Emotional abuse can be a subtle form of causing serious harm to another person. Gaslighting is a particularly dangerous tactic that can make you feel like you’re going insane. If not dealt with promptly, you may resort to substance abuse to feel something other than constant psychological suffering. Learning the warning signs can help you protect yourself.
Gaslighting Is a Type of Emotional Abuse
When you think of abuse, the first thing that might come to your mind is physical acts of aggression and violence. However, an abuser can also inflict emotional harm by playing psychological games with a partner, family member, or friend. Emotional abuse can be a more challenging problem to identify as it’s not your body that’s being harmed, but your mind.
“Gaslighting” is a type of emotional abuse that makes a person question their lived experiences, competencies, opinions, and eventually, their own sanity. It is an attempt to manipulate another and box them into a corner of uncertainty and insecurity. The individual being abused becomes filled with self-doubt and confusion. They will also struggle with low self-esteem and confidence. Constantly being deceived and bullied will do that to a person.
Why Do People Gaslight Others?
The goal of gaslighting is to gain control or exert power over another person. Gaslighting often occurs in romantic relationships, but it can also occur between a parent and child or in other familial relationships like between siblings. You may have even had this unpleasant experience at work with a boss or colleague. Power imbalances are theorized to play an important role in why an individual demonstrates this sort of behavior.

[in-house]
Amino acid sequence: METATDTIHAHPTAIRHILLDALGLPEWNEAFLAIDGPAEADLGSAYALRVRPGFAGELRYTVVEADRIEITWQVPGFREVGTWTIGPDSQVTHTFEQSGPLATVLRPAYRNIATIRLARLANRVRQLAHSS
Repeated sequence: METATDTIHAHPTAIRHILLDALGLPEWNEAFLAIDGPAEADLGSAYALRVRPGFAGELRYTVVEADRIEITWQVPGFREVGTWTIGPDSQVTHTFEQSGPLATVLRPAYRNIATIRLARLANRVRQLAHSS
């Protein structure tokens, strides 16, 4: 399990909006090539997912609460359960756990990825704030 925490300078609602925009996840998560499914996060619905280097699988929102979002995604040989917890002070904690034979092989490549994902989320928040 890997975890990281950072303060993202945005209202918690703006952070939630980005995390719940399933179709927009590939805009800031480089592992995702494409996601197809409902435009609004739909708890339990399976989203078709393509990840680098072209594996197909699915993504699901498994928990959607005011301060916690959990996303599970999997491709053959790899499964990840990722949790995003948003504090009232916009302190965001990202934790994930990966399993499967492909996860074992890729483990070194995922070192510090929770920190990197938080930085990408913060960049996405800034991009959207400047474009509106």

Because gaslighting triggers deep and enduring self-doubt, you may come to rely on the abuser’s directions in order to make decisions in your life. Unfortunately, this is the outcome the individual typically desires. Some people gaslight others because that is the behavior they endured from parents as a child. Gaslighting is sometimes a feature of psychopathy and Narcissistic Personality Disorder. While some are fully aware of what they’re doing and do not want to change, others act subconsciously and may benefit from therapy.
Signs You Are Being Gaslit
Gaslighting is not a one-off occurrence but a pattern of behavior. The longer you get to know an individual, they may start to become more comfortable pushing your limits in their attempts to deliberately feed you false information and make you question your identity and self-worth. This form of manipulation tends to worsen and become more complex over time.
Is there someone in your life that constantly criticizes, blames, shames, or humiliates you? Does the individual call you names or accuse you of things they have no evidence for? Some abusers may display extremely jealous and/or possessive behavior, and they may try to prevent you from seeing friends and family.